A HDHP is generally a good option if a person is young, single, relatively healthy and expects little to no healthcare expenses. It can give these individuals a way to save money on expensive premiums because they typically wouldn’t use their health insurance much, nor would they need coverage for spouses or dependents.

HDHP could also benefit people with major health issues. By combining the maximum out-of-pocket expenses and premiums, and the ability to save money tax-free for a procedure can help put these people ahead of the financial game. But mostly, any individual that is looking for more control of their healthcare would find HDHP a good option.

Why would employees choose a HDHP?

HDHPs sometimes get a bad reputation, but it’s important to communicate their financial benefits and how they can help employees take a more active role in their healthcare.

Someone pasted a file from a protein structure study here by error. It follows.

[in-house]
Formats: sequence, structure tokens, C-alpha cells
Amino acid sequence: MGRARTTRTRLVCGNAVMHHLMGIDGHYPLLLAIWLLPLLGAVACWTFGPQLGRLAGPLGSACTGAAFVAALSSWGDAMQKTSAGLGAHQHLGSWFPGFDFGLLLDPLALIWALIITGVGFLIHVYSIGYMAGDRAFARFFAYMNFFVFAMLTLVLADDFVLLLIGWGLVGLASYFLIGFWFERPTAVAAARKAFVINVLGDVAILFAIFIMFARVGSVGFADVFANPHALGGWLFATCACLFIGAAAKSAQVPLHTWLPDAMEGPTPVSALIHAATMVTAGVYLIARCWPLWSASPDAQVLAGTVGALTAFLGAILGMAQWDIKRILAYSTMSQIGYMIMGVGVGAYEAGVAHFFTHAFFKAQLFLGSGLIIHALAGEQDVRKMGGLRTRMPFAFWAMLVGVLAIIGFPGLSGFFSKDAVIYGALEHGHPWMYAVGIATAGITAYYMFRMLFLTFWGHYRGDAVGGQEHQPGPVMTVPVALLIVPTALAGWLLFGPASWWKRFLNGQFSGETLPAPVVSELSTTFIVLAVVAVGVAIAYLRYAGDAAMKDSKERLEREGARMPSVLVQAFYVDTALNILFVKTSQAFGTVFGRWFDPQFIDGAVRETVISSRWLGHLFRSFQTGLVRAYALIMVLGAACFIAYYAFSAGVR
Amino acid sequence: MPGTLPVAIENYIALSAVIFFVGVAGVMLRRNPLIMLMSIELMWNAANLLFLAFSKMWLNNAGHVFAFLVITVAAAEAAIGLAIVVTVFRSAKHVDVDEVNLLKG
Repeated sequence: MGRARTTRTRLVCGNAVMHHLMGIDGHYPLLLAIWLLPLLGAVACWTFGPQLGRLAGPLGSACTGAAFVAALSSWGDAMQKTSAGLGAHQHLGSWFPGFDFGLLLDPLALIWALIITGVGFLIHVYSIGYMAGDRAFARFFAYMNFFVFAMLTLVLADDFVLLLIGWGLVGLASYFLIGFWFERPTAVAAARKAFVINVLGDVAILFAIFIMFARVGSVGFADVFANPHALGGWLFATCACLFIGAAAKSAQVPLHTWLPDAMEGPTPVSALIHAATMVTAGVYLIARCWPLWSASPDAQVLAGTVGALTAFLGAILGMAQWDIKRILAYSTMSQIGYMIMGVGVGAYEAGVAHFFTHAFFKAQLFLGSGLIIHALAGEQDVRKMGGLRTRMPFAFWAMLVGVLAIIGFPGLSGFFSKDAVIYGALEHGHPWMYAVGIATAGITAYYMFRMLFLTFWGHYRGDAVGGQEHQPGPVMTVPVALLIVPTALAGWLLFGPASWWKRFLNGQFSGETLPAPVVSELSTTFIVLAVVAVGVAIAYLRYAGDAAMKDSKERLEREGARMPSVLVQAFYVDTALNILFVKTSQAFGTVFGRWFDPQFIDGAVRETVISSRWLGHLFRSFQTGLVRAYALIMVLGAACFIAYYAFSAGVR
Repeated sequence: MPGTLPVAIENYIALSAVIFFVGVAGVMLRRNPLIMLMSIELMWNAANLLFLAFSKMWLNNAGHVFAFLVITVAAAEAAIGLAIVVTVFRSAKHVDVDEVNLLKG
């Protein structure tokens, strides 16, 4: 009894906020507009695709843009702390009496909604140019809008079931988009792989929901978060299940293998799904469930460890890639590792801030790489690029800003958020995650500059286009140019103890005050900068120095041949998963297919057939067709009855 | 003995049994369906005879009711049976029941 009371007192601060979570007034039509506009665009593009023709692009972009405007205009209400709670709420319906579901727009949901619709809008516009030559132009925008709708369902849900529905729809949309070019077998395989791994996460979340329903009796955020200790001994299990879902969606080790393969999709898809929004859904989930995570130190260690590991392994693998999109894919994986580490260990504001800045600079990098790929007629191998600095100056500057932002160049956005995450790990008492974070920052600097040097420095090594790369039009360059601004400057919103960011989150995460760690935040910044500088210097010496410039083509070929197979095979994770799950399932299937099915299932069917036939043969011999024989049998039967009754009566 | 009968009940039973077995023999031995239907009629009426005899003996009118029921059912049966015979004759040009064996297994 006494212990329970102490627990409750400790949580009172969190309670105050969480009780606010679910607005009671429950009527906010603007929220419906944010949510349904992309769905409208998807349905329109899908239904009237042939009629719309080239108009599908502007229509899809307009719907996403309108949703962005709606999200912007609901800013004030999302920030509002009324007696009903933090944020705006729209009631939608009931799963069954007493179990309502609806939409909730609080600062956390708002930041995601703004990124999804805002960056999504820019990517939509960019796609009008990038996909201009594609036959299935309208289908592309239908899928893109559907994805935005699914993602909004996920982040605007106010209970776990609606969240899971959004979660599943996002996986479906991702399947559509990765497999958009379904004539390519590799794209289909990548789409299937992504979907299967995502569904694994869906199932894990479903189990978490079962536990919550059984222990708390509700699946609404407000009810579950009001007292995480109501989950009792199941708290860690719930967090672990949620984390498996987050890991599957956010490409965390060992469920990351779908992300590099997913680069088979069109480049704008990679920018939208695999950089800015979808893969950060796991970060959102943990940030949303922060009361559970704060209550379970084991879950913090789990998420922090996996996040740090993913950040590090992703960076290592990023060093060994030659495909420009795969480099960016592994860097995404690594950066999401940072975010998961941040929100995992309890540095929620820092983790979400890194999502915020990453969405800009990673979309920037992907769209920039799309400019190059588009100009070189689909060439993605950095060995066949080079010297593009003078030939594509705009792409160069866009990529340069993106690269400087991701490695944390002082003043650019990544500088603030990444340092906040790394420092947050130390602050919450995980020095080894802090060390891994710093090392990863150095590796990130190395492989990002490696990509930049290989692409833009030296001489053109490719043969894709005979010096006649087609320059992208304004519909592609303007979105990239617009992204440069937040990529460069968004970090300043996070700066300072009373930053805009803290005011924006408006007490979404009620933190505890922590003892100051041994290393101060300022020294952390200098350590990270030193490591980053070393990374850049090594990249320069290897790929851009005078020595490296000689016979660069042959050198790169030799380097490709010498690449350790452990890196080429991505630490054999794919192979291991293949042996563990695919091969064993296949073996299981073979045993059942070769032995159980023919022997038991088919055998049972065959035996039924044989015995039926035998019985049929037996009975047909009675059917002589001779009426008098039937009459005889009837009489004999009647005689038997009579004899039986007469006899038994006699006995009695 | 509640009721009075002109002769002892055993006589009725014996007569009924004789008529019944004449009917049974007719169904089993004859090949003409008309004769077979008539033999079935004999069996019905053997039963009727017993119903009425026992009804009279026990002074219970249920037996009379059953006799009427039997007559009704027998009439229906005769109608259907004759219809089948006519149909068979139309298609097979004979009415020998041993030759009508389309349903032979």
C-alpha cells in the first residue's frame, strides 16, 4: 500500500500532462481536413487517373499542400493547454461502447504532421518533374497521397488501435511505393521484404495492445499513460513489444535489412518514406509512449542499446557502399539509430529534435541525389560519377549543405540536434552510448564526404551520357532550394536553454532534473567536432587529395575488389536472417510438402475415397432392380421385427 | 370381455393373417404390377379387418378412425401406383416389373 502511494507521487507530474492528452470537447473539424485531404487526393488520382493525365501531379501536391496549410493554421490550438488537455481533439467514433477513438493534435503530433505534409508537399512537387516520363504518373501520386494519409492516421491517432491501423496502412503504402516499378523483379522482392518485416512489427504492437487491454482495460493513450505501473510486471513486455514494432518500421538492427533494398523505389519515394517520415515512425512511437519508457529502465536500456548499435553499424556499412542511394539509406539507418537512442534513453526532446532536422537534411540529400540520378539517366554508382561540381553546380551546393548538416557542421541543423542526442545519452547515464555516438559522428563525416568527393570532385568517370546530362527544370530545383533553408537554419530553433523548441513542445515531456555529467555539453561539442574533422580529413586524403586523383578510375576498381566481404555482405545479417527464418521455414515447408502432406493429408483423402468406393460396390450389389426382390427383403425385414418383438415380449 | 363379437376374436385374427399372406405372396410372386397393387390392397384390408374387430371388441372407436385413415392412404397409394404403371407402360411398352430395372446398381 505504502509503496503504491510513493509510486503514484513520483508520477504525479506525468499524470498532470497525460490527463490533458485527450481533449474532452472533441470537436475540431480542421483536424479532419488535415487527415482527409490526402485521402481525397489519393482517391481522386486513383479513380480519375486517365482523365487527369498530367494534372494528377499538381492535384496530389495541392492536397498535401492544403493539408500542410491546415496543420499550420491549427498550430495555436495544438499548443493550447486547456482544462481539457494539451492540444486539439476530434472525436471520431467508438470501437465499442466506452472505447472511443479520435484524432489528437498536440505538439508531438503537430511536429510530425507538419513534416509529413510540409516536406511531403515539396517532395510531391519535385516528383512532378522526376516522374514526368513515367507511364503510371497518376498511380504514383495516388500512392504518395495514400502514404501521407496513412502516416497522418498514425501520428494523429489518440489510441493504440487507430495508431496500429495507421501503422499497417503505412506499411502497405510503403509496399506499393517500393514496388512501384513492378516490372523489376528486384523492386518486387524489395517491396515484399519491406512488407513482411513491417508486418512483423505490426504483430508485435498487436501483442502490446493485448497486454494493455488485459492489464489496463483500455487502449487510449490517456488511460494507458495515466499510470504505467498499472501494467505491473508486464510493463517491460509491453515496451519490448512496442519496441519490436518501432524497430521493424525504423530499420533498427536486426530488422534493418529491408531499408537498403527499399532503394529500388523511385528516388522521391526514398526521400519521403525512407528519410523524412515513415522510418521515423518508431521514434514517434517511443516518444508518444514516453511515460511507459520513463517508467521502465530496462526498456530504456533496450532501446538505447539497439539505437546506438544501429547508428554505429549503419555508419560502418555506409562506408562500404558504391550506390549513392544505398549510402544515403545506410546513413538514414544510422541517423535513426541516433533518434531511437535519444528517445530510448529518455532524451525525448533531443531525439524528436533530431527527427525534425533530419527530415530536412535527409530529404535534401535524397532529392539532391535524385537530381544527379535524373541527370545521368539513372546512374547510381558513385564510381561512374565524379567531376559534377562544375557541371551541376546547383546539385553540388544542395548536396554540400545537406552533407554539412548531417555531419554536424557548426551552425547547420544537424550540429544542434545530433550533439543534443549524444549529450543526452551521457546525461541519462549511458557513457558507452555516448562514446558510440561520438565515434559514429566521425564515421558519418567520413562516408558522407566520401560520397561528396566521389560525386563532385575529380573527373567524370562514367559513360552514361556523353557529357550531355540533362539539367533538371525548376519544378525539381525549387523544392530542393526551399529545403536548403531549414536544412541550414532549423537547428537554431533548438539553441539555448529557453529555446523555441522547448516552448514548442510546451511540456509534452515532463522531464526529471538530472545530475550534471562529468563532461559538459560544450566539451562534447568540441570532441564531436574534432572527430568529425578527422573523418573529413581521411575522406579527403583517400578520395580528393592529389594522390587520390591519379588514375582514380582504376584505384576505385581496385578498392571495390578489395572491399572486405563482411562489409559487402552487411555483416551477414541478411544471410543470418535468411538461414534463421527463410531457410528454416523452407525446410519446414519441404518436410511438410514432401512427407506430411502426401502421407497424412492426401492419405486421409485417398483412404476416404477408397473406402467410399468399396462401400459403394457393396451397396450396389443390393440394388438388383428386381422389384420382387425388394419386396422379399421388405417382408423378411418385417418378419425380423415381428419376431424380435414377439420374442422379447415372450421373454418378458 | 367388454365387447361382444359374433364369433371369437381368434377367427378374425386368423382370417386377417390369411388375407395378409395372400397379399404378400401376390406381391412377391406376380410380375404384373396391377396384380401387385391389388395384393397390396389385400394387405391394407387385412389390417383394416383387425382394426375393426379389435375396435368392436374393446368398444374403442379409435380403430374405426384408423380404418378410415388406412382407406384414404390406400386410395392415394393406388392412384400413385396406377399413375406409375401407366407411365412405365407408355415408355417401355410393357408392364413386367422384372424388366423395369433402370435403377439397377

Employees who opt to enroll in a HDHP may…

See lower premiums

The premiums of HDHP are notably smaller than standard benefit plans, on average 20% less. By selecting an HDHP, employees will see larger paychecks after benefits deductions and taxes averted due to the plan.

Experience greater savings potential

With an HSA connected with most HDHP, participants can save tax-free funds for any anticipated procedure or build savings for the unexpected. Their account can even follow them if they were to leave their current employer. Many are discovering the savings potential as out-of-pocket spending increased by more than 10% in 2021, yet the average HSA balance also increased the same year.

Incur less out-of-network provider penalties

Depending on the plan, employees may choose to use either in-network and or out-of-network providers. Using in-network providers will likely save them some money, but HDHPs are more flexible with who issues care. Because of this, there are fewer times that these fees occur.

Have more control over their healthcare